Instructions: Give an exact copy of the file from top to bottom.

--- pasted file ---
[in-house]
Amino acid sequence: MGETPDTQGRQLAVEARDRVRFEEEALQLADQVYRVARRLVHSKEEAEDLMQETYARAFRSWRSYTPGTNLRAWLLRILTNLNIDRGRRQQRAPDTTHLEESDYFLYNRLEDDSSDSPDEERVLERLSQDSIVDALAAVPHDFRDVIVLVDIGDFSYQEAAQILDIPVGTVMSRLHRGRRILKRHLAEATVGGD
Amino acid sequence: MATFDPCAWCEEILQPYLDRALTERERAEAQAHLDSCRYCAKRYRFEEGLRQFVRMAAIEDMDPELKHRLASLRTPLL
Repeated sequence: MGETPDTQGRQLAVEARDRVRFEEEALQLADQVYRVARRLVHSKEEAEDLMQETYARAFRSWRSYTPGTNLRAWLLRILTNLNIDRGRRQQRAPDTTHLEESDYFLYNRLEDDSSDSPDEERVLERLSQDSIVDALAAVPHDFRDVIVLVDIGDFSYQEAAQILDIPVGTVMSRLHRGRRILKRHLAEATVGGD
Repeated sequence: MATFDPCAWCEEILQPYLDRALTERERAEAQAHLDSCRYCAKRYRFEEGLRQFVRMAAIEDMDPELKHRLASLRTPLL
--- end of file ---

[in-house]
Amino acid sequence: MGETPDTQGRQLAVEARDRVRFEEEALQLADQVYRVARRLVHSKEEAEDLMQETYARAFRSWRSYTPGTNLRAWLLRILTNLNIDRGRRQQRAPDTTHLEESDYFLYNRLEDDSSDSPDEERVLERLSQDSIVDALAAVPHDFRDVIVLVDIGDFSYQEAAQILDIPVGTVMSRLHRGRRILKRHLAEATVGGD
Amino acid sequence: MATFDPCAWCEEILQPYLDRALTERERAEAQAHLDSCRYCAKRYRFEEGLRQFVRMAAIEDMDPELKHRLASLRTPLL
Repeated sequence: MGETPDTQGRQLAVEARDRVRFEEEALQLADQVYRVARRLVHSKEEAEDLMQETYARAFRSWRSYTPGTNLRAWLLRILTNLNIDRGRRQQRAPDTTHLEESDYFLYNRLEDDSSDSPDEERVLERLSQDSIVDALAAVPHDFRDVIVLVDIGDFSYQEAAQILDIPVGTVMSRLHRGRRILKRHLAEATVGGD
Repeated sequence: MATFDPCAWCEEILQPYLDRALTERERAEAQAHLDSCRYCAKRYRFEEGLRQFVRMAAIEDMDPELKHRLASLRTPLL